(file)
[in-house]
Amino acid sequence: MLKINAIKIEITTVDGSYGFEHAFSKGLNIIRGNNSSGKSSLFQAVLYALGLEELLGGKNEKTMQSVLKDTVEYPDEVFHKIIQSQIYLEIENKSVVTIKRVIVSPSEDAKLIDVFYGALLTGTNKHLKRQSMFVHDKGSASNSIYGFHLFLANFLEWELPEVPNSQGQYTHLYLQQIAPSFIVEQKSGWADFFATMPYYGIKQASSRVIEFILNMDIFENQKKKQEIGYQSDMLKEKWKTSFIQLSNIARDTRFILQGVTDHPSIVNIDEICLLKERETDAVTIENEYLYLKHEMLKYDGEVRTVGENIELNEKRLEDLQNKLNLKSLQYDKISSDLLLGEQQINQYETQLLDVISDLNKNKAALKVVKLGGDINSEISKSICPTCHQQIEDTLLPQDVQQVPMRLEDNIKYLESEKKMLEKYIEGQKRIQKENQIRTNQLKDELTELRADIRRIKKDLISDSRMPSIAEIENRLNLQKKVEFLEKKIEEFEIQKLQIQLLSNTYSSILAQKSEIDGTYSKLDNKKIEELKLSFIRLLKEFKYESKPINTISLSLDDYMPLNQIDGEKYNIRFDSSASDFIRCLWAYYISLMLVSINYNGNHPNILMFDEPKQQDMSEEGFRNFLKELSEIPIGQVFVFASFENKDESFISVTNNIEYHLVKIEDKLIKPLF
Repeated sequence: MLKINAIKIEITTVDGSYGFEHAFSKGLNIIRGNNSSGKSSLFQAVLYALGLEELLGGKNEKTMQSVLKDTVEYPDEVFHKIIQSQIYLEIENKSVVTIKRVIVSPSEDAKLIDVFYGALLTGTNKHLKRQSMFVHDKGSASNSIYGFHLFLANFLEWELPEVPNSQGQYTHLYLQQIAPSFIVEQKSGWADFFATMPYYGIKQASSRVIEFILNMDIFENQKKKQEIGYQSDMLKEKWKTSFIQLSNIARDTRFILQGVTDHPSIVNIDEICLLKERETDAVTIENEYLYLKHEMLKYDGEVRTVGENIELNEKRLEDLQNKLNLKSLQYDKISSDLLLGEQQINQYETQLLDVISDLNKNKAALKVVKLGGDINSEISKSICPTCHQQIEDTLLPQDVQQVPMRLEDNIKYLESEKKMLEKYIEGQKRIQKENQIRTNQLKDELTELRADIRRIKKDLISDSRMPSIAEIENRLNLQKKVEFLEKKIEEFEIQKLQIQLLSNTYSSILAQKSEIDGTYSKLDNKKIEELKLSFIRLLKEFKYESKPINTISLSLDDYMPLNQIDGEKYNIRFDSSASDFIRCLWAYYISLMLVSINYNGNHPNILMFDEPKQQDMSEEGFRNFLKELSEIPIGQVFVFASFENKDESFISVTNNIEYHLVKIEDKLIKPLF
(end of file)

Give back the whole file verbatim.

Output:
[in-house]
Amino acid sequence: MLKINAIKIEITTVDGSYGFEHAFSKGLNIIRGNNSSGKSSLFQAVLYALGLEELLGGKNEKTMQSVLKDTVEYPDEVFHKIIQSQIYLEIENKSVVTIKRVIVSPSEDAKLIDVFYGALLTGTNKHLKRQSMFVHDKGSASNSIYGFHLFLANFLEWELPEVPNSQGQYTHLYLQQIAPSFIVEQKSGWADFFATMPYYGIKQASSRVIEFILNMDIFENQKKKQEIGYQSDMLKEKWKTSFIQLSNIARDTRFILQGVTDHPSIVNIDEICLLKERETDAVTIENEYLYLKHEMLKYDGEVRTVGENIELNEKRLEDLQNKLNLKSLQYDKISSDLLLGEQQINQYETQLLDVISDLNKNKAALKVVKLGGDINSEISKSICPTCHQQIEDTLLPQDVQQVPMRLEDNIKYLESEKKMLEKYIEGQKRIQKENQIRTNQLKDELTELRADIRRIKKDLISDSRMPSIAEIENRLNLQKKVEFLEKKIEEFEIQKLQIQLLSNTYSSILAQKSEIDGTYSKLDNKKIEELKLSFIRLLKEFKYESKPINTISLSLDDYMPLNQIDGEKYNIRFDSSASDFIRCLWAYYISLMLVSINYNGNHPNILMFDEPKQQDMSEEGFRNFLKELSEIPIGQVFVFASFENKDESFISVTNNIEYHLVKIEDKLIKPLF
Repeated sequence: MLKINAIKIEITTVDGSYGFEHAFSKGLNIIRGNNSSGKSSLFQAVLYALGLEELLGGKNEKTMQSVLKDTVEYPDEVFHKIIQSQIYLEIENKSVVTIKRVIVSPSEDAKLIDVFYGALLTGTNKHLKRQSMFVHDKGSASNSIYGFHLFLANFLEWELPEVPNSQGQYTHLYLQQIAPSFIVEQKSGWADFFATMPYYGIKQASSRVIEFILNMDIFENQKKKQEIGYQSDMLKEKWKTSFIQLSNIARDTRFILQGVTDHPSIVNIDEICLLKERETDAVTIENEYLYLKHEMLKYDGEVRTVGENIELNEKRLEDLQNKLNLKSLQYDKISSDLLLGEQQINQYETQLLDVISDLNKNKAALKVVKLGGDINSEISKSICPTCHQQIEDTLLPQDVQQVPMRLEDNIKYLESEKKMLEKYIEGQKRIQKENQIRTNQLKDELTELRADIRRIKKDLISDSRMPSIAEIENRLNLQKKVEFLEKKIEEFEIQKLQIQLLSNTYSSILAQKSEIDGTYSKLDNKKIEELKLSFIRLLKEFKYESKPINTISLSLDDYMPLNQIDGEKYNIRFDSSASDFIRCLWAYYISLMLVSINYNGNHPNILMFDEPKQQDMSEEGFRNFLKELSEIPIGQVFVFASFENKDESFISVTNNIEYHLVKIEDKLIKPLF